Trump vs. Nordstrom: Spicer Used Daily Press Briefing To Attack US Business For Dumping Ivanka
Spicer Adds To Trump’s Raging At Nordstrom
The White House declared war on the American luxury department store company, Nordstrom, Wednesday. Nordstrom had decided nearly a week earlier to drop Ivanka Trump’s line of jewelry, citing declining sales of her brand. Grab Your Wallet activists who organize boycotts of all things Trump considered this a victory notched in their belt. On Wednesday, Donald Trump tweeted,
“My daughter Ivanka has been treated so unfairly by @Nordstrom. She is a great person — always pushing me to do the right thing! Terrible!”
My daughter Ivanka has been treated so unfairly by @Nordstrom. She is a great person — always pushing me to do the right thing! Terrible!
— Donald J. Trump (@realDonaldTrump) February 8, 2017
On one hand, it’s shocking how brazen this conflict of interest and abuse of elected office is. On the other, this is precisely the kind of thing anyone who was paying attention knew that America was signing up for if Trump got into the White House.
This seems to be smoking gun evidence that Trump’s attorney’s dog and pony show about how he was “distancing” himself from his company was a farce. This shows that not only has he not divested, but he’s using the power of his office to intimidate businesses into benefiting him and his family financially. Like he thinks the Sheikh of America.
Nordstrom’s stock tanked immediately after the tweet, but bounced back within minutes and rose throughout the afternoon. Shortly after Trump won the electoral college and tweeted tirades against Boeing and Lockheed Martin, Wall Street-watching media was biting its nails that he had the awesome power of crushing a company’s stocks. The market is learning to ignore him already, though.
Norm Eisen, President Barack Obama’s ethics czar and co-founder of Citizens for Responsibility and Ethics in Washington, has hounded Trump about the issue of his apparent ongoing violation of the Constitution’s emoluments clause, which bars an elected official from receiving payment or gifts from foreign powers. Eisen urged Nordstrom to sue and offered to help.
— Norm Eisen (@NormEisen) February 8, 2017
It’s hard to imagine that White House staffers who enjoy having careers longer than a few months were not desperately trying to yank Trump’s phone away and walk him away from this ledge. Yet, as the reaction to his self-serving attack on Nordstrom reached a fever pitch, Press Secretary Sean Spicer went even further than the Republican president did. According to Talking Points Memo Spicer told the press in his daily briefing,
“I think this is less about his family’s business and an attack on his daughter,” Spicer said. “He ran for president. He won. He’s leading this country. I think for people to take out their concern about his actions or his executive orders on members of his family, he has every right to stand up for his family and applaud their business activities, their success.”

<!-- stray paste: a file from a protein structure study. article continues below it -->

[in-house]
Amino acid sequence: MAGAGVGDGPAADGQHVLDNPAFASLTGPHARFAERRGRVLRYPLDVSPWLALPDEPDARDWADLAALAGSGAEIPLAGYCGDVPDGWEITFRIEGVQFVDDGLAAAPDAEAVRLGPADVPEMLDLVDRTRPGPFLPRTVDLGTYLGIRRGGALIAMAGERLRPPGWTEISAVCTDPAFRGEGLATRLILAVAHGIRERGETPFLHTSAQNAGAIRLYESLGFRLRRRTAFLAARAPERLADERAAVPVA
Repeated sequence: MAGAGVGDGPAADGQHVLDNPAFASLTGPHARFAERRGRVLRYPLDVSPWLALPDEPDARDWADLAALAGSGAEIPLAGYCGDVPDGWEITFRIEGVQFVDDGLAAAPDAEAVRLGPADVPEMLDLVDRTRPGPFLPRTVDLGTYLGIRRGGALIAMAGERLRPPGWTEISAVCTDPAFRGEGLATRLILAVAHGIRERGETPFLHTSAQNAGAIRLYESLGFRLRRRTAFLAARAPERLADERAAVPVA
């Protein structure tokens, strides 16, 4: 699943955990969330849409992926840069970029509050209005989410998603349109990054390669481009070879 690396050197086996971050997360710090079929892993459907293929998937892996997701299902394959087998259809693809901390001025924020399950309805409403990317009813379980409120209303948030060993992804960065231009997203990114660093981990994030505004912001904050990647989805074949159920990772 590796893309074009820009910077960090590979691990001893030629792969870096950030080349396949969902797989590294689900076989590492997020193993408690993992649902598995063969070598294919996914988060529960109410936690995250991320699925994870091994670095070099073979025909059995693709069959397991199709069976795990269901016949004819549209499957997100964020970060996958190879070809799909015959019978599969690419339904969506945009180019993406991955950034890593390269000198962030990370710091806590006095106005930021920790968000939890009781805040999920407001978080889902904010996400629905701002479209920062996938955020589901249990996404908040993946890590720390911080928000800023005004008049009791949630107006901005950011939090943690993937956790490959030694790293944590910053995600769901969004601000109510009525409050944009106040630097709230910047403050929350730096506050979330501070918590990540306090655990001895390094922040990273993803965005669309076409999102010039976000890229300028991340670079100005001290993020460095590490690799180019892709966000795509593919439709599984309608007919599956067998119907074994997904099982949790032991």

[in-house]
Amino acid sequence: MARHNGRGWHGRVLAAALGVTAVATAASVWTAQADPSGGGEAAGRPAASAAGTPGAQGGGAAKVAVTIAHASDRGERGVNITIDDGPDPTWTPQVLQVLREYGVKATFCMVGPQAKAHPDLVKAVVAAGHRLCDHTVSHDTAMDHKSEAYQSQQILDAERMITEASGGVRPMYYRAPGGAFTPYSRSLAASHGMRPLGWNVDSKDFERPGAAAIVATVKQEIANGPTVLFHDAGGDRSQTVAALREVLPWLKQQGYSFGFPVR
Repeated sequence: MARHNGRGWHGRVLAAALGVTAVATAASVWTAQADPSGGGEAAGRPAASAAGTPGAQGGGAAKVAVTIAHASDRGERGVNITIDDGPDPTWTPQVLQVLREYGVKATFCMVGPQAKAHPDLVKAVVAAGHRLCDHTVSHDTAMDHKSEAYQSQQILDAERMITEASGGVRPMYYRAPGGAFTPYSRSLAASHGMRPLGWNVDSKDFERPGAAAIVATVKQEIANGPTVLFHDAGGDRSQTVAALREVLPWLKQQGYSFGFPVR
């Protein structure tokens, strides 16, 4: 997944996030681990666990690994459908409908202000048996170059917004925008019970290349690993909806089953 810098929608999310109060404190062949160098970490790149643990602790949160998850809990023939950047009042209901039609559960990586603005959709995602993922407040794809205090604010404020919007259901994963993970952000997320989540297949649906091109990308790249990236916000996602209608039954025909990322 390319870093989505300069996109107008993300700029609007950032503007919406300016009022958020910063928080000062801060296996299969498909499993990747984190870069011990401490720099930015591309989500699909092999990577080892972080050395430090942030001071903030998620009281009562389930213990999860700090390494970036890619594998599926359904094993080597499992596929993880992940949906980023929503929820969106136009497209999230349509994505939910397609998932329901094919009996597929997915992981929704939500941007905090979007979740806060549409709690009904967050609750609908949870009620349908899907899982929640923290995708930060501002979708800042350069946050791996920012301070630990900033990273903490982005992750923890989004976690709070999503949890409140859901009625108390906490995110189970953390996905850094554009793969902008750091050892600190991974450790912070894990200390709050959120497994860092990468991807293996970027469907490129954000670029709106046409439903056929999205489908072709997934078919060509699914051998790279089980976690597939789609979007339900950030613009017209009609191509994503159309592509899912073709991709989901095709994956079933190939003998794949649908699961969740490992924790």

“There’s a targeting of her brand and it’s her name,” Spicer said. “She’s not directly running the company. It’s still her name on it. There are clearly efforts to undermine that name based on her father’s positions on particular policies that he’s taken. This is a direct attack on his policies and her name. Her because she is being maligned because they have a problem with his policies.”
The idea that Nordstrom’s decision was political runs counter to what the company has said. In November, the company publicly responded to a complaint by a customer asking them to drop Ivanka’s line saying,
“We hope that offering a vendor’s products isn’t misunderstood as us taking a political position; we’re not. We recognize our customers can make choices about what they purchase based on personal views and we’ll continue to give them options.”
Jeez, why don’t you just roll out the guillotine, Nordstrom!
It’s pretty clear that Nordstrom had no intention of making any political statement, and did not prefer to drop Ivanka’s line. They dropped it when it stopped selling bad, because public disgust with all things Trump has made her brand radioactive.
Spicer’s comment is deeply irresponsible. It politicizes something that shouldn’t be political. It forces an American company into the heated center of a wedge issue that was entirely created by Trump.
The ongoing attack against Nordstrom by the Trump White House is a significant abuse of power. It sends the message that Trump views American businesses as subservient to his interests. It implies that companies should aggrandize his brand, even in ways that damage their own brand, and hurt their own bottom line. That’s not capitalism, it’s aristocracy.
Imagine this series of events from the point of view of the Nordstrom boardroom. Nordstrom turns a profit on Ivanka’s line, so it has no intention of dropping it. Trump’s bullying behavior is so toxic that it causes Ivanka’s line to fall into the red. Nordstrom decides to drop it. Trump bullies the company over dropping a line that his behavior caused to tank in the first place, in an attempt to intimidate the company into holding onto a brand that now has negative value. Trump is telling the company: “You’d better lose money to protect my PR image that I’ve trashed, or else!” How does a company respond to that?
Trump is quickly starting to rack up enemies who collectively have quite a lot of power. He’s already at Watergate levels with the media and the courts. If the gloves start coming off of some of the biggest American companies, his staff might want to think up a better strategy than angry tweeting.
Photo by Drew Angerer/Getty Images
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